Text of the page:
Get Lit: Lucem and Litracon

3 February 2010 8,075 views No Comment

Light-transmitting concrete is kind of endearingly creepy looking – it reminds me of one of those tiny hypoallergenic dogs with no fur except in pale tufts on its oversized head.  I’m jarred by the fact that light can shine through something designed to be massive and essentially made out of rocks.  Glass fibers are embedded in the concrete in parallel, so that light is transmitted from one side of a block of the concrete to the other.  The technology is not brand new;  I saw light-transmitting concrete featured at the National Building Museum some years ago when I was in college.  But I suppose it is possible that some of you don’t hang out at the Smithsonian when you’re not at crew practice, so maybe you haven’t heard about it.  In which case, I present two examples of the substance: LUCEM and Litracon.

Image courtesy Litracon.hu


LUCEM was developed by a German company called robatex GmbH.  I have no earthly idea what any of that stands for – except that the “tex” aspect may relate more to textiles than to chips and salsa, which is maybe a little bit disappointing.  Their products and manufacturing processes are patent-pending and they won’t tell me about them, but as a consolation they offer additional consulting services about textiles and concrete.  Here’s what else you can get (according to their product information): a massive light transmitting concrete element that becomes translucent due to the incorporation of “high quality optical fibres” when placed in front of a natural and/or artifical light source.  This may produce a “fascinating atmosphere of light & shadows as well as colours and shapes” (Source: LUCEM).  The product is fire-resistant (always nice) and 100% recyclable.  In some cases it is also UV-resistant.  You know what I’m thinking? I’m thinking … FEATURE WALL!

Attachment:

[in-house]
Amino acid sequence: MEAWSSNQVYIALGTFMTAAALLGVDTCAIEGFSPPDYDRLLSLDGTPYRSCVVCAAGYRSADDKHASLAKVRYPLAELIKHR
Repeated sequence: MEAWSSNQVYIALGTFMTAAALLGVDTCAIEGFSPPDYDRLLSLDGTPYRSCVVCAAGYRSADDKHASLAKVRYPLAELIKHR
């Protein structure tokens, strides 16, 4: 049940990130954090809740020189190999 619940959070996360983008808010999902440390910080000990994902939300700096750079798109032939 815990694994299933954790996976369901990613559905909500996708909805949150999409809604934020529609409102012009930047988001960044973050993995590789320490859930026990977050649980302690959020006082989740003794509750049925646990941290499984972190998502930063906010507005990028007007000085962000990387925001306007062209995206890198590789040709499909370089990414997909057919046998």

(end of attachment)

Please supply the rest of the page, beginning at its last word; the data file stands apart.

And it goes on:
Image courtesy LUCEM.de


Litracon was invented in 2001 by Hungarian architect Áron LOSONCZI.  As an aside, I’m not sure if he always uses all-caps for his last name or if that is just some quirk of the Litracon website?  Anyhooze, this brand of light-transmitting concrete works in a similar manner to LUCEM – it consists of optical fibers and fine concrete, with the fibers arranged in parallel.  On the bright side of the wall, you can’t tell that the concrete is much different from what you’re used to seeing.  On the dark side, however, things are more interesting: you see a sharp display of shadows where people or things are blocking the light.  The fibers make up about 4% of the volume of the concrete mixture, and they act as a kind of structural component/modest aggregate since there isn’t a negative effect on the compressive strength of th concrete (Source: Litracon).  Ostensibly, you could have a wall that is several feet thick with no loss of light transmittance due to the fiberoptics. 

Image courtesy MaterialConneXion.com


Light-transmitting concrete falls in the Earth and Fire categories.  It’s a material that’s strong and massive like an elephant, but then there is this crazy lightness about it from a certain angle.  It’s full of surprises and I’m aching to use it in a project.

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